For so long, it barely crossed my mind. In fact, the feeling I subconsciously nurtured was one of non-attachment. Live and love by your heart but do so moment to moment. Do not expect anything. I had persuaded myself of this much. But tonight that brave and sensual Katey came back (she lives eternally at the bottom of two glasses of wine and on the fringe of ovulation, never too far away).
I’d been holed up all day doing homework but it could have been all month. I showered, played Norah Jones, dressed my sexiest/casual for a local opening at the gallery in Tinyville featuring work by students at the craft school. “Yes!” my outfit seemed to say, your barista can be sexy, the girl who makes your coffee is more than the apron behind the counter, that smiling face who rings you up lives locally, has work of her own, dresses well when prompted, and looks damn good in a coral and turquoise necklace.
I could have skipped the shower. I could have played Metallica, something, anything other than Norah Jones, to roughen rather than prime the senses. I could have worn Carhartt’s. I could have smelled badly. I could have fussed. I could have skipped the whole gig alltogether.
But all the voices of lonely and woman and mountain pushed forward to propel me into the gallery in my Dansko heels and damn if I didn’t walk out of there two hours later with a genuine, handsome, five o’clock shadow, dark haired potter at my side. Yes, a student at the school. Yes, leaving in one week. Yes, lives far, far away (abroad, in fact). Yes, impossibly smart, honest, and sweet with an accent to boot. And yes, above all else, I know his drink (double shot of espresso, customarily consumed around 3pm, no cream, no sugar).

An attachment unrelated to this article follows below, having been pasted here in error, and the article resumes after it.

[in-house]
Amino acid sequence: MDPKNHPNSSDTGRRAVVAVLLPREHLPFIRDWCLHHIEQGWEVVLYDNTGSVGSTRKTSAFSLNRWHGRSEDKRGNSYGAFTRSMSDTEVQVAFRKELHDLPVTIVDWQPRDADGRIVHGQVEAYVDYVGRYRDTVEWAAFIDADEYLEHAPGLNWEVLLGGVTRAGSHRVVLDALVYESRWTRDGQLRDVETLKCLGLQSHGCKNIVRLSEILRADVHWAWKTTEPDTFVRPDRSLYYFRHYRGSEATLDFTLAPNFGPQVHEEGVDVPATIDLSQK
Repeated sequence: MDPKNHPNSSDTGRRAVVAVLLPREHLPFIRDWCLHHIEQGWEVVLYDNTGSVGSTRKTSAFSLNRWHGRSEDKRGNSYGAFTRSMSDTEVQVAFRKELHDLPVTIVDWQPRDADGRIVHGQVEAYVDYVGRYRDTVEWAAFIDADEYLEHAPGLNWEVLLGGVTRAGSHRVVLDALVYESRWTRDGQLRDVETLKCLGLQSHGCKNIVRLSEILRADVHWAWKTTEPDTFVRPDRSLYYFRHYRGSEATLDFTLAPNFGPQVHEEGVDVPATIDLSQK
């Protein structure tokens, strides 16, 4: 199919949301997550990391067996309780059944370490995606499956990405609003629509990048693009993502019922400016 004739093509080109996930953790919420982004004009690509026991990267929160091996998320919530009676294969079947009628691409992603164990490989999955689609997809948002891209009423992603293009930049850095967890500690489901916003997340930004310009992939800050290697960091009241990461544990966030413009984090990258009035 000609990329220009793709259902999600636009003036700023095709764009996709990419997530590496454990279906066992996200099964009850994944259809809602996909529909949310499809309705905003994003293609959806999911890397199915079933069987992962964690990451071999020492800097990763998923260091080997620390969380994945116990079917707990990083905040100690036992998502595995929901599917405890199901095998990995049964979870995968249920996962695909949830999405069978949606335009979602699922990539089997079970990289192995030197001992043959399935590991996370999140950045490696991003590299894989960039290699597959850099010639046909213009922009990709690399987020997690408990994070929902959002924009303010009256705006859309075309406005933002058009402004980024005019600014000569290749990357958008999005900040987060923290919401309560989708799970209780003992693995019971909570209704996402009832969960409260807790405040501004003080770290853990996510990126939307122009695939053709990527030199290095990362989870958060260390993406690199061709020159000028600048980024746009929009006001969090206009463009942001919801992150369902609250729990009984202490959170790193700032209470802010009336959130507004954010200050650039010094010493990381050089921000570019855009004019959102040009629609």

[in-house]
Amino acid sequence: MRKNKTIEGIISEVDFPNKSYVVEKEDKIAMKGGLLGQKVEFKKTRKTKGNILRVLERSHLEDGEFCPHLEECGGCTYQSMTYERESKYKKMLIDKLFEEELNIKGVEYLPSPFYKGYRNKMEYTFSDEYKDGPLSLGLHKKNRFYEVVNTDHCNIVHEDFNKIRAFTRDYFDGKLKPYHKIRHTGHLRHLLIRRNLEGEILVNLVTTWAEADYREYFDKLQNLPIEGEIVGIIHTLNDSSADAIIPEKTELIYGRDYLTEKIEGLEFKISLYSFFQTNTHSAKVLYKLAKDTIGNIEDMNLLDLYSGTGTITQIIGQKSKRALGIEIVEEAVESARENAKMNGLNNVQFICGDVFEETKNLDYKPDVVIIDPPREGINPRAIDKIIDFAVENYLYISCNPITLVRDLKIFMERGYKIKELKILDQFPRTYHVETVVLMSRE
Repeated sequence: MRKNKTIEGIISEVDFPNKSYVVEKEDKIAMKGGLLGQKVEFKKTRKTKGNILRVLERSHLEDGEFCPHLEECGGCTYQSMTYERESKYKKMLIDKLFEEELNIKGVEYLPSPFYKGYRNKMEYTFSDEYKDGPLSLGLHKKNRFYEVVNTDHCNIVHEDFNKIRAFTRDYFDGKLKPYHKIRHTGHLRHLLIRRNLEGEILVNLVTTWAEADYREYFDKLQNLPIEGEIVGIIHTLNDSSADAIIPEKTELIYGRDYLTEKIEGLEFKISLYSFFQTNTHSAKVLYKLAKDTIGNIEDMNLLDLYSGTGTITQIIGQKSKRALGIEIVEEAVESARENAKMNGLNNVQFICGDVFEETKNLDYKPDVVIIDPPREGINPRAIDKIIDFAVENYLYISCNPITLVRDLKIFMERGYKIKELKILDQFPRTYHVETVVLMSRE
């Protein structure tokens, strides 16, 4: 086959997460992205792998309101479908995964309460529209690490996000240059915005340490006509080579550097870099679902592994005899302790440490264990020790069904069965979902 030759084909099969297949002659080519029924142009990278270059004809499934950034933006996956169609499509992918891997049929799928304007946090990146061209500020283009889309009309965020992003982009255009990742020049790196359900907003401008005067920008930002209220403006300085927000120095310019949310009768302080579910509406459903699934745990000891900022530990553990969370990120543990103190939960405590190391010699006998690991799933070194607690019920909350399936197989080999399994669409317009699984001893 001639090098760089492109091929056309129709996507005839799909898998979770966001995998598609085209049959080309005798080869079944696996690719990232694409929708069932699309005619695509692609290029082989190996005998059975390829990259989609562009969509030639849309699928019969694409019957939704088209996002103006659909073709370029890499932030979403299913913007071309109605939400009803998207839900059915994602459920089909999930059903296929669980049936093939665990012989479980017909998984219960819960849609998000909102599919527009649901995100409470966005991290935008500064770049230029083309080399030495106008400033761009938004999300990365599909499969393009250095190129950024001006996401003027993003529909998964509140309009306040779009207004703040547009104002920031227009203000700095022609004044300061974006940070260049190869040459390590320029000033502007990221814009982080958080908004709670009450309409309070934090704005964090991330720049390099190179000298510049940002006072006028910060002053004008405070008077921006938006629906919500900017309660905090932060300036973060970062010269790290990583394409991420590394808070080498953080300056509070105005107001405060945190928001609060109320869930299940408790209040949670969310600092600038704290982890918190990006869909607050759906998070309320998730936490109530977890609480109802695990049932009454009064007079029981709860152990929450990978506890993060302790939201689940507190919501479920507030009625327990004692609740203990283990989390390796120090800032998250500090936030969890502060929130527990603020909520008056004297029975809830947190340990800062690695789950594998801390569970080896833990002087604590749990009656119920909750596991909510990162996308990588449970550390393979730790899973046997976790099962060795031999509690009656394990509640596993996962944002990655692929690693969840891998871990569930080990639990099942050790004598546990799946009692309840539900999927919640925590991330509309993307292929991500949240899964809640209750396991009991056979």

“Would you join me outside,” he said and that’s when I knew it was on.
“Yes,” I replied. Followed.
And it’s not necessarily that what we had to say to each other was spectacular, but it was real and not for anybody other than ourselves, by which I mean he did not simply ask me what my favorite, books were but, “Which authors are you currently obsessed with?” Artist to artist, we understand the notion of obsession. “Steve Almond,” I say, “and Thom Jones, Aimee Bender, and always, Didion.” By which I mean also that I did not simply ask him what he was doing after the class ended but, “Can you make room for clay in your life after this?”
It’s a simple moment of connection, but the fact that we’ve been nearly anonymous to each other for two months somehow magnifies its significance and there, right there on the back steps of the gallery, I want nothing more than for him to lean in, kiss me because he knows of nothing else, and then I want the sun to set and for life to be simple and for tomorrow to be another day.
Of course, it works out differently. When it is time for me to go he walks me to my car and there is that moment (he’s blushing), and we both lean in and click-click-click the heels of his teacher walking by us in the parking lot. We both pull back, un-satiated, embarrassed and I am feeling oh so school girl. I believe I actually leaned my back against my car and groaned in frustration, which made him laugh, lean in again, and we settled for the sweetest kiss on the cheek. I rushed away—did I leave a Dansko heel behind? All the way home I could smell him, smiled at the thought of how silly our flirting, and churned inside for what might have been.
Too riled up to do homework, I put The Waking Life (dvd) on and made it only thirteen minutes into the film when one of the female characters said this: “So much of what we perceive cannot be expressed; it’s unspeakable, and yet, when we communicate with one another and we feel that we have connected and we think that we’re understood, I think that we have a feeling of almost spiritual communion and that feeling might be transient but I think it’s what we live for.”
I stop the movie. Return to the desk. And try once again to find myself on the page.